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NORAD

NORAD

at the crossroads

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​This article was first published in the Canadian Defence Review Magazine in December 2020

By Grant McDonald

Strong at home, secure in North America and engaged in the world. This is the vision set out in Canada's defence policy, Strong, Secure, Engaged (SSE), which directs Canada to work with the U.S. to ensure that NORAD – the North American Aerospace Defense Command, is modernized.

It is time. Even in the midst of fighting the war on COVID-19, Canada cannot lose focus on NORAD nor its obligations as a founding member of the North Atlantic Treaty Organization (NATO). In fact, the global pandemic has amplified international insecurity and exacerbated geopolitical tensions.

The breadth and scope of our national security risks have never been greater. We are under siege from the growing proliferation of cyberattacks from state and non-state actors. Our northern sovereignty is under attack as climate change opens up maritime traffic, increasing boundary disputes and unlicensed natural resource exploitation. Ballistic missiles – now considered a premodern combat weapon – pale next to new weapons technology from hypersonic glide vehicles, unmanned aerial systems and new-generation cruise missiles. The list of potential threats to Canadian safety and sovereignty is unfortunately a long one.

NORAD – born out of the Cold War in 1957 by the U.S. and Canada – controls and protects Canadian and American airspace against possible aircraft, missile, or space attack. A maritime warning function was added in 2006. Since Russia restarted its long-range aviation program in 2007, NORAD had intercepted several Russian bombers every year. In just the first 10 months of 2020, there have been 14 such interceptions.

The short- and long-range ground-based, unmanned radar stations – known as the North Warning System – are no longer adequate in this hyperconnected world where the consequences of a slipup can be catastrophic. NORAD requires modern tools to detect, track, identify, deter and defeat all threats to both Canada and the U.S.

A recent paper from the Conference of Defence Associations Institute (CDAI) sheds important light on the role Canada's aerospace and defence (A&D) industry can play in the modernization of NORAD. The paper calls upon industry to stay abreast of defeat developments, in particular sensor and joint all-domain command and control (JADC2) capabilities. It encourages the federal government to direct and prioritize R&D activities and create a new procurement program, one that includes a "buy and try" approach with open architecture to rapidly grow JADC2.

JADC2 aims to connect existing and future sensors from all U.S. military services – the Air Force, Army, Marine Corps, Navy, and Space Force – into a single network, harnessing the power of technology to analyze the intelligence, surveillance and reconnaissance data so that commanders can make faster and better-informed decisions. The amount of data from sensors is growing exponentially, with much of it left on the cutting-room floor. Artificial intelligence (AI) can help to process and present it in actionable form.

Canada is a leader in quantum computing, data analytics, AI and machine learning (ML) – the very technologies that will enable JADC2. The federal government should be encouraged to think outside the box, by providing incentives for innovative non-traditional defence players to join JADC2 development. Exploring public-private partnerships while considering how to protect intellectual property rights will also need to be addressed.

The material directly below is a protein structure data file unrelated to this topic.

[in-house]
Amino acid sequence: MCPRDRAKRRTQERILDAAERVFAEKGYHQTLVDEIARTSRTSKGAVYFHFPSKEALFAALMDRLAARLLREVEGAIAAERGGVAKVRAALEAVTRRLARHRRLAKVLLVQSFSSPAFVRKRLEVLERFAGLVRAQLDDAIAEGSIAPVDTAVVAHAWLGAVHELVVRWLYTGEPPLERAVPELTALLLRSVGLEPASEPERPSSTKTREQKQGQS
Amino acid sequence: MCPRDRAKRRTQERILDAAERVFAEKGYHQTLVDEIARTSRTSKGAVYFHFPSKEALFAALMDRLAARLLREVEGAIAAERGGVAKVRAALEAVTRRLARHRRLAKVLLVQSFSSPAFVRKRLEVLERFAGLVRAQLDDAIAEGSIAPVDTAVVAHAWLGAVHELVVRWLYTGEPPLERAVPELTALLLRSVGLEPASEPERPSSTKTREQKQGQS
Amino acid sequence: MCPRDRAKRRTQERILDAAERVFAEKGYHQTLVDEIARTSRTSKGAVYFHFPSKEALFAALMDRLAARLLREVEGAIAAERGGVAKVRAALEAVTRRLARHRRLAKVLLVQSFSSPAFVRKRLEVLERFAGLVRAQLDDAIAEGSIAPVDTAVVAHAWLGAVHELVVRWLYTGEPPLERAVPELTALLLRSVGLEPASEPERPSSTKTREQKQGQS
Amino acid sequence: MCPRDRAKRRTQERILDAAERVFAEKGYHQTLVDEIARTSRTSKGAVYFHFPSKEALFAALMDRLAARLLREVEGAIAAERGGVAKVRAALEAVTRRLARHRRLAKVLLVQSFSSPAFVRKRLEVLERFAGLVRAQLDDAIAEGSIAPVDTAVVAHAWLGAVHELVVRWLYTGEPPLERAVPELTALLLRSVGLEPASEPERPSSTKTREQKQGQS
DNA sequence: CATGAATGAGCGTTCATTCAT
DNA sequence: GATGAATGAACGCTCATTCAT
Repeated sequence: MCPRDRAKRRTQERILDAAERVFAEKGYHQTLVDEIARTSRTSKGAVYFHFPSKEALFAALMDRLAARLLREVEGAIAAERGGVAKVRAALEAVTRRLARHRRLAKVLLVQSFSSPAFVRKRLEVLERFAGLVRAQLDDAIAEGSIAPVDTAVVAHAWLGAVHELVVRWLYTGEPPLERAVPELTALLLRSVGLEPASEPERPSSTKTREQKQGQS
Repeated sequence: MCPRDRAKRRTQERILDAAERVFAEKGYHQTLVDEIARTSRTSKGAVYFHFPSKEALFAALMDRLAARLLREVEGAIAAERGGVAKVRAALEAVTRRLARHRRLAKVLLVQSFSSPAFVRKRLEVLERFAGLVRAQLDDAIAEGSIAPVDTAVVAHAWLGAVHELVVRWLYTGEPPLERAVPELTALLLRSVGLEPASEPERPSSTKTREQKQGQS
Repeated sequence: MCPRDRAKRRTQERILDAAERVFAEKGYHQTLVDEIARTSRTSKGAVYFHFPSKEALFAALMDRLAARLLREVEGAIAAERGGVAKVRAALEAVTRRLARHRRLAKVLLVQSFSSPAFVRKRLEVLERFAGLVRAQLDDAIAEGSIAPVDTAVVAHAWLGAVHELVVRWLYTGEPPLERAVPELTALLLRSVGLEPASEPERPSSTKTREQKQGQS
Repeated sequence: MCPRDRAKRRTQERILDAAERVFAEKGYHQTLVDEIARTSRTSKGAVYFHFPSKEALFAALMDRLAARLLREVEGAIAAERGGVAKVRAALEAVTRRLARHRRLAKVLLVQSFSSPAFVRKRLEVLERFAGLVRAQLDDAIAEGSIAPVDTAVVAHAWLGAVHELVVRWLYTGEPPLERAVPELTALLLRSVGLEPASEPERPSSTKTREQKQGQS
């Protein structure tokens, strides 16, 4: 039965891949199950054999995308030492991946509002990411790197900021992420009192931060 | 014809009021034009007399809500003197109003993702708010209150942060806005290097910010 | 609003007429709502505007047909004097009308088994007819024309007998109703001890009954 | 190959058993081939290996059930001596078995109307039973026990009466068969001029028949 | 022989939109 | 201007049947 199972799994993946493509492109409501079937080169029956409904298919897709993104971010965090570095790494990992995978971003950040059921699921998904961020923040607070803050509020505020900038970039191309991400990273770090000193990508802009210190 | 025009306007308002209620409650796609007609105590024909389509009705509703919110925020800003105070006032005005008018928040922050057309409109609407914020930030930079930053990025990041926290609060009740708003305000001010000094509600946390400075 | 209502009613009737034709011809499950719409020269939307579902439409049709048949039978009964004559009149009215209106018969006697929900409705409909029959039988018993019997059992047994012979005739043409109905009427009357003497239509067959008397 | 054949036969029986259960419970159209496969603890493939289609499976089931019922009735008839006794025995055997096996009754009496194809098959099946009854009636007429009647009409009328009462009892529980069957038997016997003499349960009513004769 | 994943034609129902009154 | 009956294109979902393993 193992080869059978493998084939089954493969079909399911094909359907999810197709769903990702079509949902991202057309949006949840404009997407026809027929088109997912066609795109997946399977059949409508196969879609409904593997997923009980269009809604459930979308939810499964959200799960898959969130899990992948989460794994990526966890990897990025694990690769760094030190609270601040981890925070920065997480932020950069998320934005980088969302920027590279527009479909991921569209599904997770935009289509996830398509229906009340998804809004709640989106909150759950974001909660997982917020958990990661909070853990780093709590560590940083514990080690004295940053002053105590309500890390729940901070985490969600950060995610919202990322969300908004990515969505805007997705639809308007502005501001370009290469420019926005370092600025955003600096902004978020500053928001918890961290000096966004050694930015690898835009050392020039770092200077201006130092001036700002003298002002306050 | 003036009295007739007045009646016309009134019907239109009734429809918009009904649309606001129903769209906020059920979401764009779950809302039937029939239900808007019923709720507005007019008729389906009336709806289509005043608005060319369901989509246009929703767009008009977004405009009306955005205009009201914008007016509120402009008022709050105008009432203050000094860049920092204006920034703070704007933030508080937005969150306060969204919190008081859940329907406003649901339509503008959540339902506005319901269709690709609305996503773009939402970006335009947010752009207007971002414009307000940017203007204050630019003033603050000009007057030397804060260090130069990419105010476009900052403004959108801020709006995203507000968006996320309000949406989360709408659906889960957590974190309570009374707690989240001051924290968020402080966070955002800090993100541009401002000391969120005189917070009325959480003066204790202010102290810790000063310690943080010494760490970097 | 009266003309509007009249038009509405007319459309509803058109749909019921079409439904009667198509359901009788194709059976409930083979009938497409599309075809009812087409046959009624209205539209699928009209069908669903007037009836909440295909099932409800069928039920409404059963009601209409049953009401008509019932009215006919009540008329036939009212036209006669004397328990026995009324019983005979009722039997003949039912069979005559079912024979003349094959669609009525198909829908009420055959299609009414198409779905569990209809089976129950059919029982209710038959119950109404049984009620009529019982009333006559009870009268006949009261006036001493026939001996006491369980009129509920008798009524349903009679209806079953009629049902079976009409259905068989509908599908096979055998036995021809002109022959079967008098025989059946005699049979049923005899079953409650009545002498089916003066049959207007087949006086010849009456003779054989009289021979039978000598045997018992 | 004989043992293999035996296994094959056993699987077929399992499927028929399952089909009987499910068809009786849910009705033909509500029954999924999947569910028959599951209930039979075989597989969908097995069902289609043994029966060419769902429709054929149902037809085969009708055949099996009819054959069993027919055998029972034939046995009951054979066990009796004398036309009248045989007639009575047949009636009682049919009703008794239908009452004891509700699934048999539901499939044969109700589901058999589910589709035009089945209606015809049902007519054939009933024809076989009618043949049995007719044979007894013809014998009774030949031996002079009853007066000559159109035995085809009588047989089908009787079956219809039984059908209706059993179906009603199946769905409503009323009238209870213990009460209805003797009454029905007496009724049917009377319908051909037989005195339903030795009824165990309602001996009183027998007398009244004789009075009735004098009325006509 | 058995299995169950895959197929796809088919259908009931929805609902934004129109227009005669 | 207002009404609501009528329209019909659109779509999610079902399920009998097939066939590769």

There is also a need for enhanced, less burdensome data and technology transfer between our two countries. While this has been a somewhat challenging policy issue, we need to solve the classification conundrum, preserving protections but permitting appropriate classifications in a timely process to ensure Canadian companies can participate fully – as they should - in NORAD's renewal.

The need to modernize is imperative. Under SSE, a number of current and planned investments contribute to continental defence. These include the naval surface combatants and Arctic patrol vessels, the air force fighter jets as well as remotely piloted systems and additional space capabilities.

More specific NORAD initiatives are moving forward. Recently, it has held Joint Agile Basing Airpower Seminars to bring key stakeholders in science, environment, information, governance, and logistics together to look at the challenges of agile basing in the Arctic to explore synergies between air operations, Indigenous communities, security, climate science, and economic development. The use of nanosatellites was discussed among the topics to support many functions that would benefit both the military and Northern and Indigenous communities, such as communications, data relay, exploration, remote sensing to astronomy.

So much still needs to be accomplished. Canada's A&D industry is a wellspring of technological innovation which can contribute to the overall modernization efforts.

We stand at the crossroads. Decisions must be made, which cannot be put off much longer, and the Canadian and U.S. A&D industry can contribute in a meaningful way.

Will NORAD continue to be relevant in detecting, deterring and responding to threats against Canada and the continent?

It is time to determine our legacy.

Grant McDonald is the Global Aerospace and Defence Industry Sector Leader at KPMG in Canada.

© 2021 KPMG LLP, an Ontario limited liability partnership and a member firm of the KPMG global organization of independent member firms affiliated with KPMG International Limited, a private English company limited by guarantee. All rights reserved.

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